Tagged: Employee Training

The Fifth Annual Gibbons E-Discovery Conference Closes With Helpful Guidance on Drafting Records Management Policies 0

The Fifth Annual Gibbons E-Discovery Conference Closes With Helpful Guidance on Drafting Records Management Policies

An effective and up-to-date set of records management policies may help companies reduce the likelihood of sanctions and other adverse consequences by ensuring records are retained and preserved in accordance with legal requirements, according to Gibbons Director Phillip Duffy; TechLaw Solutions’ Northeast Regional Director Michael Landau; and Inventus LLC Senior Consultant Bryan Melchionda.

California Court Holds Employee’s E-mails To Counsel From Work Computer Are Not Privileged 0

California Court Holds Employee’s E-mails To Counsel From Work Computer Are Not Privileged

Despite recent decisions from courts of last resort on State and federal levels, some jurisdictions are not extending full protection to otherwise privileged communications made through work-issued computers and PDAs. We last wrote on this issue after the New Jersey Supreme Court held that an employee did not waive the attorney-client privilege when using a company computer to communicate with her attorney via a personal password-protected e-mail account. Stengart v. Loving Care Agency. A short time later, in Quon v. Arch Wireless, the United States Supreme Court determined that the search of an employee’s text messages on a work-issued pager was reasonable and did not violate the employee’s Fourth Amendment rights. In the wake of these holdings, courts in other jurisdictions continue to make their own path through this new area of law. In Holmes v. Petrovich Development Company, LLC, the latest in the line of cases, the California Court of Appeals held that an employee’s e-mail communications with her attorney from her work computer did not constitute “‘a confidential communication between client and lawyer'” under Section 954 of the California Evidence Code.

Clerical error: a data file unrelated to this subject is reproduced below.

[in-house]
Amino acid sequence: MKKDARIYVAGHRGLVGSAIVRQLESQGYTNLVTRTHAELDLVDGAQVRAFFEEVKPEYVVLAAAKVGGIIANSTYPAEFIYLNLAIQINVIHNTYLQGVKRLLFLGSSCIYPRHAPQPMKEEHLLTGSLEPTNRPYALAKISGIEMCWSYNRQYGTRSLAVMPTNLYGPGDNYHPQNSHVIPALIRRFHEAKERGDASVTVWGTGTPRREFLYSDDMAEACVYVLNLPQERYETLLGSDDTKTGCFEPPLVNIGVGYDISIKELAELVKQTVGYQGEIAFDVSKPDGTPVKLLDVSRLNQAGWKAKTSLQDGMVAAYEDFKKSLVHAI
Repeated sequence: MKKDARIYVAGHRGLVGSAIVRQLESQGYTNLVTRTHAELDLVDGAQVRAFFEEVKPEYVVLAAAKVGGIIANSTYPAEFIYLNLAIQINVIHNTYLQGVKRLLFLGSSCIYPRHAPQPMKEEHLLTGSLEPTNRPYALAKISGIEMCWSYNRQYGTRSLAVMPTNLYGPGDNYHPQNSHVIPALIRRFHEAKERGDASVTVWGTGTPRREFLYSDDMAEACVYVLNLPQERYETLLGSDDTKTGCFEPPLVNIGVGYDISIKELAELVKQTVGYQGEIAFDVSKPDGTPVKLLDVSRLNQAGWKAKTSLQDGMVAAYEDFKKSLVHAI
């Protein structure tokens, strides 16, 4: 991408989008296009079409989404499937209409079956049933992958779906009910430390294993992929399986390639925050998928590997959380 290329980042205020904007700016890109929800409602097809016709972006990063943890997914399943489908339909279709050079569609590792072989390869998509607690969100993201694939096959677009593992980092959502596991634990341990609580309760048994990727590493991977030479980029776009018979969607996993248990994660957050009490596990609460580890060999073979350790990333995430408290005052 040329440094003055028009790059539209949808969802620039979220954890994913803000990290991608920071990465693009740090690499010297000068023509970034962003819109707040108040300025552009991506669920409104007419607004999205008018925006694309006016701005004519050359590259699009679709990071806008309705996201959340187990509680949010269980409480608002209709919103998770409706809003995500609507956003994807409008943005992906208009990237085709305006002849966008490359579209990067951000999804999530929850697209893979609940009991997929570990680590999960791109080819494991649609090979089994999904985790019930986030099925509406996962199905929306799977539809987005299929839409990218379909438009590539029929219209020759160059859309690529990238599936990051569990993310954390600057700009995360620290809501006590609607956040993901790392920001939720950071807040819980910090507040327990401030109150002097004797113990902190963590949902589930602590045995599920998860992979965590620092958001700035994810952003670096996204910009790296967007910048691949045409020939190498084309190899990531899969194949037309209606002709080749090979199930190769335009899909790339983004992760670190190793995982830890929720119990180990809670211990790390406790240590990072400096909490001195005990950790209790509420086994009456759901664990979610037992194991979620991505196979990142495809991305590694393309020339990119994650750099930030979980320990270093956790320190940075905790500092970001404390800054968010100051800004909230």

“Private” Facebook and MySpace Postings are Discoverable 0

“Private” Facebook and MySpace Postings are Discoverable

A New York trial court has ordered a personal injury plaintiff to produce her Facebook and MySpace postings, notwithstanding that plaintiff self-designated them as private. Justice Jeffrey Arlen Spinner, in Romano v. Steelcase Inc., 2010 N.Y. Slip Op. 20388, 2010 N.Y. Misc. LEXIS 4538 (N.Y. Sup. Ct., Suffolk Cty. Sept. 21, 2010), reasoned that New York’s “liberal discovery policies” favored allowing access to posts that might undermine plaintiff’s claim for loss of enjoyment of life and further that, “as neither Facebook nor MySpace guarantee complete privacy, Plaintiff has no legitimate reasonable expectation of privacy.”